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Summa Theologica
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Whether piety is a gift?

Objection 1: It seems that piety is not a gift. For the gifts differ from the virtues, as stated above (FS, Q[68], A[1]). But piety is a virtue, as stated above (Q[101], A[3]). Therefore piety is not a gift.

Objection 2: Further, the gifts are more excellent than the virtues, above all the moral virtues, as above (FS, Q[68], A[8]). Now among the parts of justice religion is greater than piety. Therefore if any part of justice is to be accounted a gift, it seems that religion should be a gift rather than piety.

Objection 3: Further, the gifts and their acts remain in heaven, as stated above (FS, Q[68], A[6]). But the act of piety cannot remain in heaven: for Gregory says (Moral. i) that "piety fills the inmost recesses of the heart with works of mercy": and so there will be no piety in heaven since there will be no unhappiness [*Cf. Q[30], A[1]]. Therefore piety is not a gift.

On the contrary, It is reckoned among the gifts in the eleventh chapter of Isaias (verse 2) [Douay: 'godliness'] [*"Pietas," whence our English word "pity," which is the same as mercy.]

I answer that, As stated above (FS, Q[68], A[1]; FS, Q[69], AA[1],3), the gifts of the Holy Ghost are habitual dispositions of the soul, rendering it amenable to the motion of the Holy Ghost. Now the Holy Ghost moves us to this effect among others, of having a filial affection towards God, according to Rom. 8:15, "You have received the spirit of adoption of sons, whereby we cry: Abba (Father)." And since it belongs properly to piety to pay duty and worship to one's father, it follows that piety, whereby, at the Holy Ghost's instigation, we pay worship and duty to God as our Father, is a gift of the Holy Ghost.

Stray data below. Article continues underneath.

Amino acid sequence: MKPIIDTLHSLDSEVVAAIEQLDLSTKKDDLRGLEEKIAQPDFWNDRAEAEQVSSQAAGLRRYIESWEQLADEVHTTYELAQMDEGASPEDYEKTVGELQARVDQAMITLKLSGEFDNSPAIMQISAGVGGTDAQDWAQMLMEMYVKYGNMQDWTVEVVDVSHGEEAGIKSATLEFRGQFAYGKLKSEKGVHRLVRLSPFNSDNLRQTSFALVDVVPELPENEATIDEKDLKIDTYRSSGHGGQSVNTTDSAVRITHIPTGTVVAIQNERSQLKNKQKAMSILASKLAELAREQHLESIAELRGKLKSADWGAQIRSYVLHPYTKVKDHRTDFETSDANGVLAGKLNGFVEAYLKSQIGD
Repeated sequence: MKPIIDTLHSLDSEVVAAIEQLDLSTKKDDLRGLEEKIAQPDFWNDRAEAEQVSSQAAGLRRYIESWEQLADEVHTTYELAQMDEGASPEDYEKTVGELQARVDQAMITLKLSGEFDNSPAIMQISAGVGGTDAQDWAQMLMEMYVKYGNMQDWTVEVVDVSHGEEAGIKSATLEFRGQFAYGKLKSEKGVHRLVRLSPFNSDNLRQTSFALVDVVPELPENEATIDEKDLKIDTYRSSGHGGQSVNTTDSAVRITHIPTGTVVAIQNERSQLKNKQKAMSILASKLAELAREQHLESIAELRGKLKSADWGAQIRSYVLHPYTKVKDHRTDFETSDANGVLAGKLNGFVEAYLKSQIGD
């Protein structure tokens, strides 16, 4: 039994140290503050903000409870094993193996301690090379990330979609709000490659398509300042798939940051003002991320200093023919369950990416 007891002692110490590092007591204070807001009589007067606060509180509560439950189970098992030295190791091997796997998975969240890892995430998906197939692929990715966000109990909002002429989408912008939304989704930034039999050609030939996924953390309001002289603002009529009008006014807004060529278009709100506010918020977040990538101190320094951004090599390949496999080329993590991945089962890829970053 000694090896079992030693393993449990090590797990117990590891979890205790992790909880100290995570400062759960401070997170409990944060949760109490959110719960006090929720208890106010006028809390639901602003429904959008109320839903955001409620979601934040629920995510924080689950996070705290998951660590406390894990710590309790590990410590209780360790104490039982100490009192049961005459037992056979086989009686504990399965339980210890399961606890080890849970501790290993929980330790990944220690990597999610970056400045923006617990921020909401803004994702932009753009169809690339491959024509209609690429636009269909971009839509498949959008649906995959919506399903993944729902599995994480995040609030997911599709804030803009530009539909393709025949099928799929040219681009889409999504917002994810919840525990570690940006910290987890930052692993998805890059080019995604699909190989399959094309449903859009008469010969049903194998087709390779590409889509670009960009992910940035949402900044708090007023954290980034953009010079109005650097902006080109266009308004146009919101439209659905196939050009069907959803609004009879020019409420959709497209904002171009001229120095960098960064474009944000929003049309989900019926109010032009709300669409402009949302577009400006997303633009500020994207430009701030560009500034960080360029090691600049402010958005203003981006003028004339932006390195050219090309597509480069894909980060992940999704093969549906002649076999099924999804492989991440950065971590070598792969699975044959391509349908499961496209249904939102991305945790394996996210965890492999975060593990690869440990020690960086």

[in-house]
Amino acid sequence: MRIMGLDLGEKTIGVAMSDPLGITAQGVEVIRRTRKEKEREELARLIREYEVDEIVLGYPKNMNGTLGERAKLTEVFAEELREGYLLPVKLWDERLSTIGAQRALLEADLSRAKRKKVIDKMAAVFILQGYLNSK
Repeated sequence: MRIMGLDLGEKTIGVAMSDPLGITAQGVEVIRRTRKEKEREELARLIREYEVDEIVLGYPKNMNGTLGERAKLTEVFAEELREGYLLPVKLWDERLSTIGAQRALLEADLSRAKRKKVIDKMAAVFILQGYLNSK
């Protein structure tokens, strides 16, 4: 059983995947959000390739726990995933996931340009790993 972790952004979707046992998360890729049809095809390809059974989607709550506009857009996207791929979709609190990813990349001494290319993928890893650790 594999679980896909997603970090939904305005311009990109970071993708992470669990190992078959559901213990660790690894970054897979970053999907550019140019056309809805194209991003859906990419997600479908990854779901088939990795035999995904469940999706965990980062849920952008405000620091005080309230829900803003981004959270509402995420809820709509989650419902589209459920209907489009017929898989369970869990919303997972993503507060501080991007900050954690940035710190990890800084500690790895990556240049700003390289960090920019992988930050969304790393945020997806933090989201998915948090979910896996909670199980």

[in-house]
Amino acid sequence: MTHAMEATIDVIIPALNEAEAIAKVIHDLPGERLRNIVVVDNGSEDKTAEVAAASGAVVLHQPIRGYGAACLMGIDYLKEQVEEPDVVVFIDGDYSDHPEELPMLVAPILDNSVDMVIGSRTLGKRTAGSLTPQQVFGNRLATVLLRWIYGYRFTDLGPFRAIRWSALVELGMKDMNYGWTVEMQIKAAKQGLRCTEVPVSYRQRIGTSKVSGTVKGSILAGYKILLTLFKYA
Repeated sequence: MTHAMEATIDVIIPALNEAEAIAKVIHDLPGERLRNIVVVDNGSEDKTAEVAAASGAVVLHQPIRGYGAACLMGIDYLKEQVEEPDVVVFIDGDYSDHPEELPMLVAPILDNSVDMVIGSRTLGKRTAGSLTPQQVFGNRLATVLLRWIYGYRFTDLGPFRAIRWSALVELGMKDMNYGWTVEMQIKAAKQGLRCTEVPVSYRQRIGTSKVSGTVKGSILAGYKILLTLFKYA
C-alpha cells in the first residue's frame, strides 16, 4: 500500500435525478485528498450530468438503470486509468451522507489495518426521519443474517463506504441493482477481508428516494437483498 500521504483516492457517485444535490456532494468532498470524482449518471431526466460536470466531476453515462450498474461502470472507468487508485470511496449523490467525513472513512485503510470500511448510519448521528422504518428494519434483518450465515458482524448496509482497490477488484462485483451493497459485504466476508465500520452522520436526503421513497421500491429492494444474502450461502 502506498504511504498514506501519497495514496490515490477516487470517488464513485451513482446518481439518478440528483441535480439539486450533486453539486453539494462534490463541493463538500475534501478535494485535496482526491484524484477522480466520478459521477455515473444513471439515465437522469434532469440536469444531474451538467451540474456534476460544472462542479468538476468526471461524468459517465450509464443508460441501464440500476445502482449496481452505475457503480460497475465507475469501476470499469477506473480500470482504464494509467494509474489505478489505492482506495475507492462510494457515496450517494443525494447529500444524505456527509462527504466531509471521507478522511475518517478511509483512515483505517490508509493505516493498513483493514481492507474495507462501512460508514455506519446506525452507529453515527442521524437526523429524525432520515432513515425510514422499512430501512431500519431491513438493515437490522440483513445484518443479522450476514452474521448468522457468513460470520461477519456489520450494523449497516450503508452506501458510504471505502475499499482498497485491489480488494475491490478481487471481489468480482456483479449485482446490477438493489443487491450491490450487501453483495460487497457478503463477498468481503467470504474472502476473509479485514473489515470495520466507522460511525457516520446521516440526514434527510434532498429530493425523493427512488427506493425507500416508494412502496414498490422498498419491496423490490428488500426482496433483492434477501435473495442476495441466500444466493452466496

Reply to Objection 1: The piety that pays duty and worship to a father in the flesh is a virtue: but the piety that is a gift pays this to God as Father.

Reply to Objection 2: To pay worship to God as Creator, as religion does, is more excellent than to pay worship to one's father in the flesh, as the piety that is a virtue does. But to pay worship to God as Father is yet more excellent than to pay worship to God as Creator and Lord. Wherefore religion is greater than the virtue of piety: while the gift of piety is greater than religion.

Reply to Objection 3: As by the virtue of piety man pays duty and worship not only to his father in the flesh, but also to all his kindred on account of their being related to his father so by the gift of piety he pays worship and duty not only to God, but also to all men on account of their relationship to God. Hence it belongs to piety to honor the saints, and not to contradict the Scriptures whether one understands them or not, as Augustine says (De Doctr. Christ. ii). Consequently it also assists those who are in a state of unhappiness. And although this act has no place in heaven, especially after the Day of Judgment, yet piety will exercise its principal act, which is to revere God with filial affection: for it is then above all that this act will be fulfilled, according to Wis. 5:5, "Behold how they are numbered among the children of God." The saints will also mutually honor one another. Now, however, before the Judgment Day, the saints have pity on those also who are living in this unhappy state.

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